A Native Relic From Pre-History

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One of the more interesting trees that can be found in the woods along the Lehigh Portland Trails is Gymnocladus dioicus, known as the “Kentucky Coffee Tree”. The tree is characterized by large dark brown fruit pods that mature during the autumn and can remain on the tree throughout the winter. Each pod is 3 to 6 inches long by 1.5 to 2 inches in width, and contains several large seeds immersed in a sweet green gelatinous green pulp. Every part of the tree, including the leaves, seeds, and pulp, is toxic, and is thus avoided by wildlife.

This tree is an ecological anachronism. It evolved as a food for megafauna of the Pleistocene epoch, which ended about 12,000 years ago. At that time, large herbivores such as mastodons and rhinos roamed North America. These creatures were able to consume the toxins, and craved the gooey pulp. The seeds were consumed as well, eventually passing through the animals and dropping wherever they happened to wander. That was how the tree spread its seeds.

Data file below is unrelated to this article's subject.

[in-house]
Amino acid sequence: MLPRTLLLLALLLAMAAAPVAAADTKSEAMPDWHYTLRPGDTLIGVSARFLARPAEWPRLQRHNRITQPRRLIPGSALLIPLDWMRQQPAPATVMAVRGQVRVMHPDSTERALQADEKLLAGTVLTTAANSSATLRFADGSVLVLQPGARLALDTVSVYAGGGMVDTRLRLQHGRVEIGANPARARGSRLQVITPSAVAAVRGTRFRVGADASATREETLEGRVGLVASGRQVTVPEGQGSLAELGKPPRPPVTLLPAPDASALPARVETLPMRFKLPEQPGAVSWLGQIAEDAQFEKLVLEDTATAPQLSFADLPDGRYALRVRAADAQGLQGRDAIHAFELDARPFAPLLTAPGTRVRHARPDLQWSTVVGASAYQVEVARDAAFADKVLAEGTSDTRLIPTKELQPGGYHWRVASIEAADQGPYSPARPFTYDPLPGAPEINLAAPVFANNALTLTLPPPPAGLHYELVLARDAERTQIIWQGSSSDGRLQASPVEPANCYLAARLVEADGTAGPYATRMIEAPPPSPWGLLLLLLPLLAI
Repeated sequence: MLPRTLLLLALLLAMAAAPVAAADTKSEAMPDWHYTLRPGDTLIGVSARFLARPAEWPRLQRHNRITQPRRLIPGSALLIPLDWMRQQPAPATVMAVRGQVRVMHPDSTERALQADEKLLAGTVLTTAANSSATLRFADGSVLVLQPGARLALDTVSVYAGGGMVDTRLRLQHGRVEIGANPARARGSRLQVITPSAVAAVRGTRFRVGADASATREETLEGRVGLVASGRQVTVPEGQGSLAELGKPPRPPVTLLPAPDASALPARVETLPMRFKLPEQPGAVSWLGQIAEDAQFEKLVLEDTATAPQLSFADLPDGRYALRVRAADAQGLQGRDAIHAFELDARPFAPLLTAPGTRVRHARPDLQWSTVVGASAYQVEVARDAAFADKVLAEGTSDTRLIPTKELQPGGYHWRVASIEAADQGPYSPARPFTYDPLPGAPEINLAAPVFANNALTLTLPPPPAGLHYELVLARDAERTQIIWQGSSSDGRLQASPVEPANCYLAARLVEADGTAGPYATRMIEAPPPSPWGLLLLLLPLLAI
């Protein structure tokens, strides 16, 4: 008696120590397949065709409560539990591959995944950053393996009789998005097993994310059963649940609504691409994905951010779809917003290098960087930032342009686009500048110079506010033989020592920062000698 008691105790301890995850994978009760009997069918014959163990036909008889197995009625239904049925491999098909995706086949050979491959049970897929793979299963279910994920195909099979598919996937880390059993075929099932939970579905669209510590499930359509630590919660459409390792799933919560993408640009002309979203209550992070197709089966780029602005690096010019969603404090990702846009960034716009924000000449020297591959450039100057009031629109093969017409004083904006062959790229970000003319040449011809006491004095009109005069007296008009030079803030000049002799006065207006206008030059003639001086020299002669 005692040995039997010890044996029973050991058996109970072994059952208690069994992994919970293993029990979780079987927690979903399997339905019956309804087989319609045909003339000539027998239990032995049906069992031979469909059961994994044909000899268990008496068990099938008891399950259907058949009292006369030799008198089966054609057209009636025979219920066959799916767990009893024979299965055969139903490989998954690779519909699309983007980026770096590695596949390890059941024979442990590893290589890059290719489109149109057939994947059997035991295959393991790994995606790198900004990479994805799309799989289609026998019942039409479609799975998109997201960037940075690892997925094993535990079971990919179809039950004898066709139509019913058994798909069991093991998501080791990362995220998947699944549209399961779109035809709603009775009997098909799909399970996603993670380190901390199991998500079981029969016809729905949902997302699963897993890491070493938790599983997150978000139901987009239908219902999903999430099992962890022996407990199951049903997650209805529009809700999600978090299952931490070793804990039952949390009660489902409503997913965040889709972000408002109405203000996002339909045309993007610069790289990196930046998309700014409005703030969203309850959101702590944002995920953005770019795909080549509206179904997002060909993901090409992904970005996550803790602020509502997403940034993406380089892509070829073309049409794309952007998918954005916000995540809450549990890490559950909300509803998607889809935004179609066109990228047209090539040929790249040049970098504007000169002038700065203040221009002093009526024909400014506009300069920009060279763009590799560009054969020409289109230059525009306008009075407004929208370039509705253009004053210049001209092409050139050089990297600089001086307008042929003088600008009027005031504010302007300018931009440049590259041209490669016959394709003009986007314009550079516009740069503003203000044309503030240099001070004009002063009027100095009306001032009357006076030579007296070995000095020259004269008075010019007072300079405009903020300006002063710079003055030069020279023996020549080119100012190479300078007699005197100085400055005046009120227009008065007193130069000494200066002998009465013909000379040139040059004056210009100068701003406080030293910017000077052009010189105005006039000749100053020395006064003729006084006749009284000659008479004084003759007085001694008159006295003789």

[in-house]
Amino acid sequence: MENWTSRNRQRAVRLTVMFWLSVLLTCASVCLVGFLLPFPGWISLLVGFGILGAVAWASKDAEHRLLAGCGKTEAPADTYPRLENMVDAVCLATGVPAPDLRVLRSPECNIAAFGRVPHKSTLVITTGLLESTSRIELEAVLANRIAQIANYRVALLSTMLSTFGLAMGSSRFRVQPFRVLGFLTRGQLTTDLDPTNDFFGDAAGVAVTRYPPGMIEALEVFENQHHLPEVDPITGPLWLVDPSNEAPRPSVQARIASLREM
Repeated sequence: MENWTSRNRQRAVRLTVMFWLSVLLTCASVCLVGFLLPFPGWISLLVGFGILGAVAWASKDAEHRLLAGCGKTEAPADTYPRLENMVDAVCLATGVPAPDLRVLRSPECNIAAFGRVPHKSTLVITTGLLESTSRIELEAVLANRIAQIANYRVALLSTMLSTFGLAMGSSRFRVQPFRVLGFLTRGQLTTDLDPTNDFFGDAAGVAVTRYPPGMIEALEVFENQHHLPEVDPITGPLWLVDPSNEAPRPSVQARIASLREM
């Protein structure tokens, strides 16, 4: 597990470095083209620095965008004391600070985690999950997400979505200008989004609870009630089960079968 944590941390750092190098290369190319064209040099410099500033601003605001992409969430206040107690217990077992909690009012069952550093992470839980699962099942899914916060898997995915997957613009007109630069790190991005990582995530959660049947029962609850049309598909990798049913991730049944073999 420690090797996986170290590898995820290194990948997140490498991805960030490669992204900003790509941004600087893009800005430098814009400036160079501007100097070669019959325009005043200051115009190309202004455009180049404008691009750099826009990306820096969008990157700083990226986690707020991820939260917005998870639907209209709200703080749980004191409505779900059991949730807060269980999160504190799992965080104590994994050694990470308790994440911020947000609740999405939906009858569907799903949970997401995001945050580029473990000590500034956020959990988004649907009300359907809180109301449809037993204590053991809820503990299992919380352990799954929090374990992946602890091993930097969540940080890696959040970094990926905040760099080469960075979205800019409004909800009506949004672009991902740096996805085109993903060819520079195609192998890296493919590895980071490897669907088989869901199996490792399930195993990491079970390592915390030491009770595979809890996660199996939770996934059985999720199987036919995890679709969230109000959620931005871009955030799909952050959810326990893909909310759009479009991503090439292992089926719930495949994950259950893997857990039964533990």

The Kentucky Coffee Tree is native to large swaths of the midwestern United States, including eastern Kansas. It is now increasingly rare, since the animals that it relied on for seed distribution have long been extinct.

There is a good stand of several trees located on the Lehigh Portland Trails property. It is not known how the trees came to be there, since much of the land was effectively scoured by the quarrying operation. The USDA reports that “Kentucky coffeetree was formerly planted around farmsteads”, so perhaps it came from a nearby homesite, of which there are several on and near the property.

And the name? It’s called a “coffee tree” because the seeds can be roasted (which neutralized the toxicity), ground, and used as a replacement for coffee, though it is reportedly a poor substitute. Native Americans also used roasted seeds for food, used parts of the tree for medicinal purposes, and used the seeds for games and jewelry.

Coffee Tree Coffee Tree Coffee Tree

Learn more from Wikipedia, USDA, GardenRantAmerican Museum of Natural History